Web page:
Definitely yes, if at all possible. Minimally, they should be given a chance to say their goodbyes after the pet has passed away. This will bring them closure and will decrease the chances that the pet will be waiting at the door for hours for the deceased pet to come back home, or for them to look all over the house, under beds, behind couches, looking expectantly out the windows, getting depressed, going off their food, etc...
This is especially important for dogs, since they are naturally pack animals, but it is also true for a lot of cats.
The disappearance of a pack member is very difficult to cope with for a dog. And frequently also for a cat although they are not naturally pack animals. They do frequently naturally live in "families" also called "clowder" or "clutter" (a group of cats). They do experience friendship and attachment to other cats or pets.
If possible, I encourage other pets to be present throughout the procedure if possible. Rarely, some pets will be too "hyper" to be present during the procedure or sometimes too anxious around strangers and it is preferable to have them in a different room. In my experience, however, most pets, even the most "hyper" ones will settle after becoming acquainted with me and I would say that almost ALL of them sense what is happening and will calm down after the procedure has started and will curl up at a small distance or sometimes even will curl up next to their friend and accompany them right to the doorstep of their journey.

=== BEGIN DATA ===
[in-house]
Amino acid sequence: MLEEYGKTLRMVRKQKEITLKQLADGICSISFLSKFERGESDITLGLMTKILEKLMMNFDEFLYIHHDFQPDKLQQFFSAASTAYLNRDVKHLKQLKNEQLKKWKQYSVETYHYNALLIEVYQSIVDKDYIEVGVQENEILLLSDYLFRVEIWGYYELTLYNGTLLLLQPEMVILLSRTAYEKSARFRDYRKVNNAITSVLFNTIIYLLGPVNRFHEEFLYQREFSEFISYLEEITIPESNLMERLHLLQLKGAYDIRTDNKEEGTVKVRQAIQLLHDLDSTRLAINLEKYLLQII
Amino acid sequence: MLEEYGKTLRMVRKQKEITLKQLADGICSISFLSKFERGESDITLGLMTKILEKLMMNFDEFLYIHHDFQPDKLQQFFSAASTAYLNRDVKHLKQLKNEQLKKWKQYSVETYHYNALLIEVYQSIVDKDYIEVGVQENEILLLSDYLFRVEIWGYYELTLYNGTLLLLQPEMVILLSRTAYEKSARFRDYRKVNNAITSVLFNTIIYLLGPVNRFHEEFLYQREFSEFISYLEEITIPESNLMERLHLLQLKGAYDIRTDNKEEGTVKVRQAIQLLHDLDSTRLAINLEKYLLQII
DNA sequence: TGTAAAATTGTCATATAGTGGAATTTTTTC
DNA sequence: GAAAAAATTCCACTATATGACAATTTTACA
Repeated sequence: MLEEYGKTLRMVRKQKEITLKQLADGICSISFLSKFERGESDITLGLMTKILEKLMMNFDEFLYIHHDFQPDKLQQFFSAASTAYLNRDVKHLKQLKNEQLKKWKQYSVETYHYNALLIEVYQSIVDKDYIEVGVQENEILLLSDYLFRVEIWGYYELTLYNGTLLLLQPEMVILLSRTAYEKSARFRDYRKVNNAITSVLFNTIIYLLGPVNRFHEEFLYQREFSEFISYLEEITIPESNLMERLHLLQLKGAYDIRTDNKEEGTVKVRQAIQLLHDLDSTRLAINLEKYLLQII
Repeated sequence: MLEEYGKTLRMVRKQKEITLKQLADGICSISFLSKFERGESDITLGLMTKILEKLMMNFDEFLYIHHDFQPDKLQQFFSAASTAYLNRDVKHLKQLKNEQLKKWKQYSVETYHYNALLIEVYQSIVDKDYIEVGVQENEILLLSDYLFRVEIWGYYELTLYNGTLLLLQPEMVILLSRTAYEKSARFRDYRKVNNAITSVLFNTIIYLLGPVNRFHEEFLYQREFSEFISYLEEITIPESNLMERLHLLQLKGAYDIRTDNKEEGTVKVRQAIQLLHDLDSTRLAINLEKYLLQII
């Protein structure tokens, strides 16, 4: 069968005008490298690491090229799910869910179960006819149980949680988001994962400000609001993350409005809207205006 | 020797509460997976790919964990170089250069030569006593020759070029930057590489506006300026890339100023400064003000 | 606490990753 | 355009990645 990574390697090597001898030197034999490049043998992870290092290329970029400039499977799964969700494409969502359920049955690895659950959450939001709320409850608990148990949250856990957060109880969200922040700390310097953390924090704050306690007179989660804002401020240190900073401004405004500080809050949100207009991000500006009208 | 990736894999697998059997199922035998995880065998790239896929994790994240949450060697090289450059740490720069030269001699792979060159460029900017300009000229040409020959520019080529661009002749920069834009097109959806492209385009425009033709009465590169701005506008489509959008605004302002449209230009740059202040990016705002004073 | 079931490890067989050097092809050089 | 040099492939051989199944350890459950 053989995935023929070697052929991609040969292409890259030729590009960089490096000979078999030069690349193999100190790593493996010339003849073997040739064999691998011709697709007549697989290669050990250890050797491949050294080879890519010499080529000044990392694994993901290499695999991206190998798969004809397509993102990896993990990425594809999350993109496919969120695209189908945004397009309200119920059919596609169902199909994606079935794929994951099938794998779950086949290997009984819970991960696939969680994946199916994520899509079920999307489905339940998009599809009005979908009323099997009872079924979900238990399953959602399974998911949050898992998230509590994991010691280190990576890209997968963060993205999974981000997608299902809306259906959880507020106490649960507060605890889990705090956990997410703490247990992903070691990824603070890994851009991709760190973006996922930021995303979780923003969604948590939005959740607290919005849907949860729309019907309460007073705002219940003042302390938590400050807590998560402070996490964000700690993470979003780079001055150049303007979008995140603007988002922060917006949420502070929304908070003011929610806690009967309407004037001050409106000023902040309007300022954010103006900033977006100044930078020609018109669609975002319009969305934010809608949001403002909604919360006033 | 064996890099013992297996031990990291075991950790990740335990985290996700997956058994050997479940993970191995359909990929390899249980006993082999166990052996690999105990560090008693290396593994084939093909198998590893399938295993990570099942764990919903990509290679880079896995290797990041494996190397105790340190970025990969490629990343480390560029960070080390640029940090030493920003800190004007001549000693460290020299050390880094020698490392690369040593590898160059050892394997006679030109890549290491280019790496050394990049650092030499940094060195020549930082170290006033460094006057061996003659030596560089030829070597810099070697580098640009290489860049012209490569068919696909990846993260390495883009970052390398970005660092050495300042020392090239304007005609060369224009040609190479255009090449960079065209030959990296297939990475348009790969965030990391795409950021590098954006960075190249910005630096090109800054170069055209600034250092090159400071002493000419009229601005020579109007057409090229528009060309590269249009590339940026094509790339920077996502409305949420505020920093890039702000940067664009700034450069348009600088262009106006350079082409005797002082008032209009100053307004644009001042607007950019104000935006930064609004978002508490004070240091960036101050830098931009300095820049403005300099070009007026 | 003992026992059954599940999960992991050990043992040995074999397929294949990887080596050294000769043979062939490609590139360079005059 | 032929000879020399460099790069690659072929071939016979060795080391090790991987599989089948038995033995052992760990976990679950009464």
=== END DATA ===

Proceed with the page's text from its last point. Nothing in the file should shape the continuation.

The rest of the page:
I have seen cats as well as dogs take their role very seriously in the support of their friend and stay next to the pet until the pet has passed away and then walk away as soon as they sense that the pet has moved on. It is amazing to me how "they know".
In any case, if it is impossible for the other pet(s) to be present during the procedure, we should at least let them come in and give them a chance to realize what has occurred after the pet has passed away. In most cases, if the pet is brought in after the euthanasia, I will leave the house and sit outside while the pet is allowed to say his or her goodbyes so that my presence does not interfere with the process. Usually, a pet who has not been present and who has not met me will have too much attention on me (or any stranger) and may be distracted.
Do not necessarily expect a lengthy process. In most cases, all it takes is a glance, a brief sniff and they walk away. They "know". And this is enough for them to be able to move on. It is entirely possible that the pet will continue to grieve and may still look for their deceased friend, but it will not be nearly as traumatic as if the pet was to experience a disappearance.